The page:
A third investigation of a dump site in southern Mexico found evidence of a large fire in which at least 17 bodies were burned, a member of a six-person fire expert team said Friday.
Ricardo Damian Torres, speaking from the offices of Mexico’s attorney general, said that tests would be conducted in the coming weeks to determine whether it would have been possible to burn all 43 students who disappeared in Iguala on Sept. 26, 2014 in a case that has sparked large protests and become symbolic of the country’s human rights issues.
"There is sufficient evidence, including physically observable, to affirm that there was a controlled fire event of great dimensions in the place called the Cocula dump," Torres said. He did not say when such a fire occurred or offer any explanation as to how the team conducted its research and reached its conclusion.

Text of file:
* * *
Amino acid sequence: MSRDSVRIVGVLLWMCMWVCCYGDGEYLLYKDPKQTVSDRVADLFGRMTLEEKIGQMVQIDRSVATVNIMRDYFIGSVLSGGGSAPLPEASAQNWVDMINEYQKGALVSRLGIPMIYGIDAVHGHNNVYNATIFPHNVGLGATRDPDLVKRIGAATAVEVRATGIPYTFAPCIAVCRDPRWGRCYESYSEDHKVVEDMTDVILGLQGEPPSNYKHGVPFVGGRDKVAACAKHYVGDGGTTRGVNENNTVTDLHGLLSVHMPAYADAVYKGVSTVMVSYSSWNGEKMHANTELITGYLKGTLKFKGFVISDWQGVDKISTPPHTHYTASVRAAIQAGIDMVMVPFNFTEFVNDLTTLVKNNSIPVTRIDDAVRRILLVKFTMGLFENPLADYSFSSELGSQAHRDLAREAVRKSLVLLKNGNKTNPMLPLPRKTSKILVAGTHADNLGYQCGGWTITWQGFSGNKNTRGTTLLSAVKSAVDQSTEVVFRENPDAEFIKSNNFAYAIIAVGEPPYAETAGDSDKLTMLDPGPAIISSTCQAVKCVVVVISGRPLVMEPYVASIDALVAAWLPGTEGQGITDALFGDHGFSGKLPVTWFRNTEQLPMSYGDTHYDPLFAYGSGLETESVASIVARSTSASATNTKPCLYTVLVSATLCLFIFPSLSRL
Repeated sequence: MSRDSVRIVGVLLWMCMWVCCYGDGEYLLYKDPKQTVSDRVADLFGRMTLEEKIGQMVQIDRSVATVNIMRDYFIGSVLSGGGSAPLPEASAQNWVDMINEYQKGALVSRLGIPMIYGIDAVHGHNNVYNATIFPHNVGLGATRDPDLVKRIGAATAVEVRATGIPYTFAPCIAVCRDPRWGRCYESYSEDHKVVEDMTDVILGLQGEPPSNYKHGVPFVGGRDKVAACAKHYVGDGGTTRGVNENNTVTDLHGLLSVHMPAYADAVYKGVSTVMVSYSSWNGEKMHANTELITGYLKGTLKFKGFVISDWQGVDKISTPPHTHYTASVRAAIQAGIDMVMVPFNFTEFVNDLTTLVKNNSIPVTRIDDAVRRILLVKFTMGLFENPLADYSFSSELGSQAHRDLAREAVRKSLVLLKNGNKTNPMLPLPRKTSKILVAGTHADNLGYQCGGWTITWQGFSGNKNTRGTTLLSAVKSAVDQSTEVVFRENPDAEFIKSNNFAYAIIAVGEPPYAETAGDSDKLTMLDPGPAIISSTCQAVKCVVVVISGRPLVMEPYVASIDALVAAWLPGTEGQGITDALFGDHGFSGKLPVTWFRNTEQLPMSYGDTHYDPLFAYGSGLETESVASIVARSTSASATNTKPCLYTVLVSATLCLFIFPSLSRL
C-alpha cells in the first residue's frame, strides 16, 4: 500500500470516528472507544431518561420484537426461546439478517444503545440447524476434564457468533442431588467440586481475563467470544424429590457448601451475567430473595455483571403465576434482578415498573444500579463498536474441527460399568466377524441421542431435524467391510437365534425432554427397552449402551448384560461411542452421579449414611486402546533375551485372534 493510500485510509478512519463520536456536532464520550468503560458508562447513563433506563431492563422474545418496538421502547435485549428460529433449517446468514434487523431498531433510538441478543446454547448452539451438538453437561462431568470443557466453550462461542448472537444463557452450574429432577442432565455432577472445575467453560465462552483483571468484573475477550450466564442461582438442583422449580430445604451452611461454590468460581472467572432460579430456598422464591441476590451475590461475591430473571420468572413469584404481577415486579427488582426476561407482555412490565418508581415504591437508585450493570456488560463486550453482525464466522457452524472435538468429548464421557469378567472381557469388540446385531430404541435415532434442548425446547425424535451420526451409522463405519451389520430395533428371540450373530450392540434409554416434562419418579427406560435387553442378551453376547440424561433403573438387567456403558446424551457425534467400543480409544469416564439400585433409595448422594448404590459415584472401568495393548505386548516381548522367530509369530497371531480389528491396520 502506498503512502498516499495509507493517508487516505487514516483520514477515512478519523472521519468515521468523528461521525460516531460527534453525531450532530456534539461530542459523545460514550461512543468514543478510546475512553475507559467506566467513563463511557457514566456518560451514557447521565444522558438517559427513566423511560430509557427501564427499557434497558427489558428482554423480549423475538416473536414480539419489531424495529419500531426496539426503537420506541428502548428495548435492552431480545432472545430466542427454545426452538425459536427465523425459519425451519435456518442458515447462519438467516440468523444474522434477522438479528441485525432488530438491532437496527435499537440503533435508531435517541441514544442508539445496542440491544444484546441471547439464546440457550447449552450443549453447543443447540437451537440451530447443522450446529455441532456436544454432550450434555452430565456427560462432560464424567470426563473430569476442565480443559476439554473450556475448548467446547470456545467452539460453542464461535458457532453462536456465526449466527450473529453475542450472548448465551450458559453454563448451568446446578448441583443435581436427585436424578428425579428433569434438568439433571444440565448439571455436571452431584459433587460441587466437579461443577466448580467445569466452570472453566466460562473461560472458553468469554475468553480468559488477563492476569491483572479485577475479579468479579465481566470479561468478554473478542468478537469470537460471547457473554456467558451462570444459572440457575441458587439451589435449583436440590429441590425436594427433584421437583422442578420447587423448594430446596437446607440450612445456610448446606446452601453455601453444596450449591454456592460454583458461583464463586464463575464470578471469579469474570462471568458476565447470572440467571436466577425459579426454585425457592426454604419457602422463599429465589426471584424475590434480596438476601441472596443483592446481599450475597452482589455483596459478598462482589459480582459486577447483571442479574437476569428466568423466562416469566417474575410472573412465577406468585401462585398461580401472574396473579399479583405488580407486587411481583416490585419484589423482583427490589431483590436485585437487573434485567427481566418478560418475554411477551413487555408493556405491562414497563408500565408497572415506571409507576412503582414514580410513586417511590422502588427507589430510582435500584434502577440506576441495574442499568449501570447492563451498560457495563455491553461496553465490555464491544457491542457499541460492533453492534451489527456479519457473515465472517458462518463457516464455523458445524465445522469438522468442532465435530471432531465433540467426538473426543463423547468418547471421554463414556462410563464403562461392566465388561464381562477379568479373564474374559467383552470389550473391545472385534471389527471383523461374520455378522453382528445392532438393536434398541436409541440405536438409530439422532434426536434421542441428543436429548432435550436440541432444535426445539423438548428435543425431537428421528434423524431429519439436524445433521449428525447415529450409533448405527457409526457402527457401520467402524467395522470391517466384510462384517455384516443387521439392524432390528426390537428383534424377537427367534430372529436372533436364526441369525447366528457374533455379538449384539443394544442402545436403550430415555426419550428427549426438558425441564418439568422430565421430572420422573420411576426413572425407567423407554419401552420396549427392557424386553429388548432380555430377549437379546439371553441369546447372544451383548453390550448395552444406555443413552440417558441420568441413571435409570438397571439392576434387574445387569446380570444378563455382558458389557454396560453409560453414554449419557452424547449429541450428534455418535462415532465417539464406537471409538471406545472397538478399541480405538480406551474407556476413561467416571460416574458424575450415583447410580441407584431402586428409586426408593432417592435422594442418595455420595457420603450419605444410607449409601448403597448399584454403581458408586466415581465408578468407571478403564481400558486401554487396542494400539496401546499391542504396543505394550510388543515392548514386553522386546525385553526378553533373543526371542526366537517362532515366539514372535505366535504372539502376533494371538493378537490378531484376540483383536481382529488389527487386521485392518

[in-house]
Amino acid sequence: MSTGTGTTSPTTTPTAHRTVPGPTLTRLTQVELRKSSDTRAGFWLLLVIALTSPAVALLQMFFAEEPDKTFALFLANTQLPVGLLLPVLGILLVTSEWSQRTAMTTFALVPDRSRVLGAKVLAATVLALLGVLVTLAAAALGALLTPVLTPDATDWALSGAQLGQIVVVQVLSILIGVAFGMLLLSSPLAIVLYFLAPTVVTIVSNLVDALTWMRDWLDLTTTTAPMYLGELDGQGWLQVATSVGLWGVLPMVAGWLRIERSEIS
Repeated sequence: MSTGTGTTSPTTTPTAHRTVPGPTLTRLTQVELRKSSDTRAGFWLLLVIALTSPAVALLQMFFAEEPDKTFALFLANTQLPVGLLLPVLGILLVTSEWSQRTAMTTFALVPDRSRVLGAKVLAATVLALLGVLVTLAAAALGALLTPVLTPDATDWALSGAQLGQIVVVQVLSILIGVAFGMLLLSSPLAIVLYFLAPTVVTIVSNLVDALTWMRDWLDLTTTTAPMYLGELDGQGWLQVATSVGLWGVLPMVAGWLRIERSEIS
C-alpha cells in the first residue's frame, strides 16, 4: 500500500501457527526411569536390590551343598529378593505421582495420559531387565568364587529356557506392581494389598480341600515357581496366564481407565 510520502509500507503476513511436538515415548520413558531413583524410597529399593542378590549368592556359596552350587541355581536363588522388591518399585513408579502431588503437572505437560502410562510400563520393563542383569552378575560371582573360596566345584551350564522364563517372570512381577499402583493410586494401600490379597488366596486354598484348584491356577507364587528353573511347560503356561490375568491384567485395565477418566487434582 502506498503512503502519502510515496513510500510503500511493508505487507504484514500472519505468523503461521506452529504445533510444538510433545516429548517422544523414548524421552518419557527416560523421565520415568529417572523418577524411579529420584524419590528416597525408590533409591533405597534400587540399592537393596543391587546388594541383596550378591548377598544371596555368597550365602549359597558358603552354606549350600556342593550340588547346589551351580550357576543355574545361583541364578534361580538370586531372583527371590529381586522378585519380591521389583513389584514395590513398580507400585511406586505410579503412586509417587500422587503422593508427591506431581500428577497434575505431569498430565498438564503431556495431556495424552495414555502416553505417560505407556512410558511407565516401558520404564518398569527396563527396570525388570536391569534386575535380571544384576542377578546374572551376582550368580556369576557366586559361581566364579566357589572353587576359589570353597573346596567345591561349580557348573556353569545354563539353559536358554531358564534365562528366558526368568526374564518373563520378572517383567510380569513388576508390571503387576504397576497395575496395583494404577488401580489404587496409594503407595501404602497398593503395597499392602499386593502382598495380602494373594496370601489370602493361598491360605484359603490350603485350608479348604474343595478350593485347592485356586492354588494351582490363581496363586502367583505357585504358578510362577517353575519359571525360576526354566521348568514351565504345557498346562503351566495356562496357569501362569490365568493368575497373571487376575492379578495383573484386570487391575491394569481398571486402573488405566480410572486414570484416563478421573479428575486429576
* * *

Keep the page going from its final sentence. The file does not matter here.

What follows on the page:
The latest study comes after another team of international experts sent by the Inter-American Commission on Human Rights concluded the students from the Rural Normal School at Ayotzinapa could not have been burned at the Cocula dump as the government has maintained.
The students disappeared after hijacking buses in Iguala. They were intercepted by local police and turned over to members of a local drug cartel.
The Mexican government’s investigation determined they were killed and incinerated at a garbage dump outside the nearby town of Cocula. It said their incinerated remains were then thrown in a nearby river. Genetic testing of remains the government said it recovered from the river confirmed the identities of two of the missing students.
The families of the missing students have strongly rejected the government’s investigation.
In Friday’s press conference, Torres appeared beside Eber Betanzos, Mexico’s deputy attorney general for human rights, and took no questions.
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